Contrary to much conventional wisdom, and in light of the fake news coming from Schmittians old and new about Kelsen’s place in the (bizarre) realism/idealism dichotomy, I cannot possibly see an ‘idealist’. What I do see, of course, is that Professor Kelsen was a ‘modest Old World gentleman’, but nowhere is his deep-seated political realism more visible than in his view of human nature.

A Freudian to the core, to him there was never any doubt that there could ever be some sort of withering away of the state; or for that matter, that we could ever possibly get rid of the sanction mechanisms of positive law or of the fact of coercion in society, let alone the will to power in individual and collective life. For example, in what is perhaps one of the finest statements in the modern history of liberalism, in ‘What is Justice?’ Kelsen has little to offer when it comes to You and Me. Where there is so much Freud and Darwin in us, he says, who would believe that any form of natural law could be the basis of our living-together? In many ways, it is laughable that the FBI seriously thought of Kelsen as a Communist. Of course he was not; from first to last, he was far too realistic about our shortcomings.

In terms of second-image analysis, neither was he naïve about democracies and socialist governments. Clearly, as a Kantian-style progressive liberal coming out of Viennese Modernism, he radically deconstructed the Hegelian state and its conservative-organicist ideology of the status quo; and of course, the Schmittians and other pseudo-realists cannot but fear him because Kelsen’s project has always been invariably linked to the idea of constitutional democracy, no matter what. Yet to say that democracies would not fight each other, according to him would not only have been wrong for empirical reasons, but would also be a rather dangerous illusion: for the core problem of what makes war—or allows for war to occur at any time, in any place—is the fact of international anarchy.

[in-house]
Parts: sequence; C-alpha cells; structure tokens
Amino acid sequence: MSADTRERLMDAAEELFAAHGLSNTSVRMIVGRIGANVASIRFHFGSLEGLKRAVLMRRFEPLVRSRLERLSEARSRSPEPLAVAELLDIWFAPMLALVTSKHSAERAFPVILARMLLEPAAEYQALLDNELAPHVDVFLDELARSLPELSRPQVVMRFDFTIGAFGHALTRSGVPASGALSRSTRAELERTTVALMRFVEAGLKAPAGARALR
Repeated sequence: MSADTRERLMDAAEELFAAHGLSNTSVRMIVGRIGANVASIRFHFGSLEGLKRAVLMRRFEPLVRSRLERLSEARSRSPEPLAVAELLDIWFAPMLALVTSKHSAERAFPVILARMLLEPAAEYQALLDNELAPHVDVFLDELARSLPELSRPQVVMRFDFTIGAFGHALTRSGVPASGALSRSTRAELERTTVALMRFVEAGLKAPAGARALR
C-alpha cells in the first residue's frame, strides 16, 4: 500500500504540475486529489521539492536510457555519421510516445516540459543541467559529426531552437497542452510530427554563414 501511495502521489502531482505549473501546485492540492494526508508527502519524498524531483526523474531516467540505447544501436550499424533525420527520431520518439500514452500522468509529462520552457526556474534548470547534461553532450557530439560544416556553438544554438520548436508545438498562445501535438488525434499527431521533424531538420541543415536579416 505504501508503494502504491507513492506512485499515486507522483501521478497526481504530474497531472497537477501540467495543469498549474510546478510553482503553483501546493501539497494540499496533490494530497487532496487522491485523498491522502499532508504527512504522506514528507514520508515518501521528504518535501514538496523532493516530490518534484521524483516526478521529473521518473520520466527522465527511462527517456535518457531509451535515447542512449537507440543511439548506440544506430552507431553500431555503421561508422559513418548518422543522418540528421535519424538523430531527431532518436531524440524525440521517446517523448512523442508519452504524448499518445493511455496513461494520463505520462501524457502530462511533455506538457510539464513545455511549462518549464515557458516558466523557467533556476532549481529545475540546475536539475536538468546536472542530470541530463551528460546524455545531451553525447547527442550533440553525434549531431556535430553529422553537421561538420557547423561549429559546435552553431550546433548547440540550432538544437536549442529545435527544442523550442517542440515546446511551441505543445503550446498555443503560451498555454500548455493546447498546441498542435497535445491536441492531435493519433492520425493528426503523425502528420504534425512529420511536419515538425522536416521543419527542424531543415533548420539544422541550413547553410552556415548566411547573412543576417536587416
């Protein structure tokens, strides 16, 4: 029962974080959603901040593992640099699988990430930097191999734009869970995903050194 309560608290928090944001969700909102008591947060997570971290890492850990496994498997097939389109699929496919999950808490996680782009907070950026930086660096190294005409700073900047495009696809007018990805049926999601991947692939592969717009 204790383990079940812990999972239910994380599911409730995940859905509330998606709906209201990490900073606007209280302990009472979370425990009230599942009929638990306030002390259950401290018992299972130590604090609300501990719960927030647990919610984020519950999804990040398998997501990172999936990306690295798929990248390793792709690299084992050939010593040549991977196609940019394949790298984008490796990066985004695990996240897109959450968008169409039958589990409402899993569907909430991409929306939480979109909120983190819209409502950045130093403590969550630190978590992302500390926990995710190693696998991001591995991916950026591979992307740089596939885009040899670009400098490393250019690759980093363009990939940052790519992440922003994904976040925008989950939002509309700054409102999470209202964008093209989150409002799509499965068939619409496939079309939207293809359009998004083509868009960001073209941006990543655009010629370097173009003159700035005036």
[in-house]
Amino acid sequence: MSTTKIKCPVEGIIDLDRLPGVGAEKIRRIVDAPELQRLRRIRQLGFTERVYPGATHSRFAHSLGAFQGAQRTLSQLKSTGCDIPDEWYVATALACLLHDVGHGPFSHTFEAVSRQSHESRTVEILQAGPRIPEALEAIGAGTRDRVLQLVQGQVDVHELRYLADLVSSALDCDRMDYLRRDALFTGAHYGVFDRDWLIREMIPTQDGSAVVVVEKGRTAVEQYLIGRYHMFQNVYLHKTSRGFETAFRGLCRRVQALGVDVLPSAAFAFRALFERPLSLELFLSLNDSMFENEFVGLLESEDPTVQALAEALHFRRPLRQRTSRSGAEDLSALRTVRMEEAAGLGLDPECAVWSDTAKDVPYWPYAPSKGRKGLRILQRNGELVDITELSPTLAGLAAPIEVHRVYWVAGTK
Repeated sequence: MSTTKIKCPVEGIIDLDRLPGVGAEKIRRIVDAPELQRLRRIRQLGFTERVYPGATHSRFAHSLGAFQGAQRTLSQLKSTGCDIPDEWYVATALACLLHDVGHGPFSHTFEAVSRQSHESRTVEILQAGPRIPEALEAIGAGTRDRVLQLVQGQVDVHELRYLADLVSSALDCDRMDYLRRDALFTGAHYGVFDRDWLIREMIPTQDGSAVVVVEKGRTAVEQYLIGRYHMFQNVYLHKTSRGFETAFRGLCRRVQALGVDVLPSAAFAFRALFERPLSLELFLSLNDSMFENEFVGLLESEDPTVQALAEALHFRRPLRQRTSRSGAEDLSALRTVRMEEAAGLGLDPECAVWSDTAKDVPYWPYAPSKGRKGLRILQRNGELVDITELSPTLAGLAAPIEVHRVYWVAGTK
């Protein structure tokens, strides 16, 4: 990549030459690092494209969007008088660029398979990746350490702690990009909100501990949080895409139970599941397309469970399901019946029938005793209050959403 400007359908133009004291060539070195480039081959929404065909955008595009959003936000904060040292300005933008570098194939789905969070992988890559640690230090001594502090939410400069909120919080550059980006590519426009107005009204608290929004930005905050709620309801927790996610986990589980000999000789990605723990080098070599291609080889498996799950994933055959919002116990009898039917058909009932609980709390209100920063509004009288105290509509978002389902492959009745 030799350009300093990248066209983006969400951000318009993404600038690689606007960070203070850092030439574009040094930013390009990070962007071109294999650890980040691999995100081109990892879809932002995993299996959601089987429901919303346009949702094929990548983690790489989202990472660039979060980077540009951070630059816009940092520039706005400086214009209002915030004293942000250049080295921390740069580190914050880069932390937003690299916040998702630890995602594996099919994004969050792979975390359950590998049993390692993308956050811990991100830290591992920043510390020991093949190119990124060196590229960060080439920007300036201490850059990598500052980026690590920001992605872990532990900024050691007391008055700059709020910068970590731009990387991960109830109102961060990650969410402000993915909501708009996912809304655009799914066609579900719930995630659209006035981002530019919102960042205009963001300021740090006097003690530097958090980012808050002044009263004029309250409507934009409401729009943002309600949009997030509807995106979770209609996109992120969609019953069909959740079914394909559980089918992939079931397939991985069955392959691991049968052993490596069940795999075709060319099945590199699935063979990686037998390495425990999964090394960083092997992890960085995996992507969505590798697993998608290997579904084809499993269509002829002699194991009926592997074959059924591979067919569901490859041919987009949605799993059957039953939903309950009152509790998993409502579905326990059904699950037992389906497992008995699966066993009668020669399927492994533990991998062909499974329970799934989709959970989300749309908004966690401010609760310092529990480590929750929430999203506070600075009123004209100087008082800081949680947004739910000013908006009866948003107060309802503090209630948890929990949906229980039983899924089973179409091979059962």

From the standpoint of pure legal technique, the only real pacifier of relations among nations both large and small would be a world state: in the form of either a centralised government, or a federal world state composed of as many nations as possible. What Kelsen tries to tell us is that we will have to understand, sooner rather than later, that the core logic of having You and Me locked in a coercive legal order with real teeth at its disposal does not—cannot, must not—stop at the water’s edge. Yet doesn’t that sound quite like just another jurist’s legalistic-idealistic dream?